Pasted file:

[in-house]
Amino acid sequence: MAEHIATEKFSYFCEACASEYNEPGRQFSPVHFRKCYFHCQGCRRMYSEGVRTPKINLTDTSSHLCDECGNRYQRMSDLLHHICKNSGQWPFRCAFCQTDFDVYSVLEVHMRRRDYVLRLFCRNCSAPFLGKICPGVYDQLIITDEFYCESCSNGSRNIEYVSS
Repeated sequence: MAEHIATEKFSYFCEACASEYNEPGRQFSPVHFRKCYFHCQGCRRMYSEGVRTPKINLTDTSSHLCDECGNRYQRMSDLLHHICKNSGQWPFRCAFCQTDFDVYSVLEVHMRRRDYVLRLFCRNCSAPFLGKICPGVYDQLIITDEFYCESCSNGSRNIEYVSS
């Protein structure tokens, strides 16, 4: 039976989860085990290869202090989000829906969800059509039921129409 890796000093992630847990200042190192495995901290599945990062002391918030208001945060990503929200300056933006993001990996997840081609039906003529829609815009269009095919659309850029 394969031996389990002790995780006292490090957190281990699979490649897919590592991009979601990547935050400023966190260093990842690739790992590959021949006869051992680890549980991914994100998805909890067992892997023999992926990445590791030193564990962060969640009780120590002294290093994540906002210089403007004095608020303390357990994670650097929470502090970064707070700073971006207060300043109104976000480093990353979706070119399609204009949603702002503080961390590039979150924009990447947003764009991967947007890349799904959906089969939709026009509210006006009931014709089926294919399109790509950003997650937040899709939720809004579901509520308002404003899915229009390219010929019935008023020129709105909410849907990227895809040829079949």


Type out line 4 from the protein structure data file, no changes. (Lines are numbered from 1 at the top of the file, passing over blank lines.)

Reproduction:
């Protein structure tokens, strides 16, 4: 039976989860085990290869202090989000829906969800059509039921129409 890796000093992630847990200042190192495995901290599945990062002391918030208001945060990503929200300056933006993001990996997840081609039906003529829609815009269009095919659309850029 394969031996389990002790995780006292490090957190281990699979490649897919590592991009979601990547935050400023966190260093990842690739790992590959021949006869051992680890549980991914994100998805909890067992892997023999992926990445590791030193564990962060969640009780120590002294290093994540906002210089403007004095608020303390357990994670650097929470502090970064707070700073971006207060300043109104976000480093990353979706070119399609204009949603702002503080961390590039979150924009990447947003764009991967947007890349799904959906089969939709026009509210006006009931014709089926294919399109790509950003997650937040899709939720809004579901509520308002404003899915229009390219010929019935008023020129709105909410849907990227895809040829079949």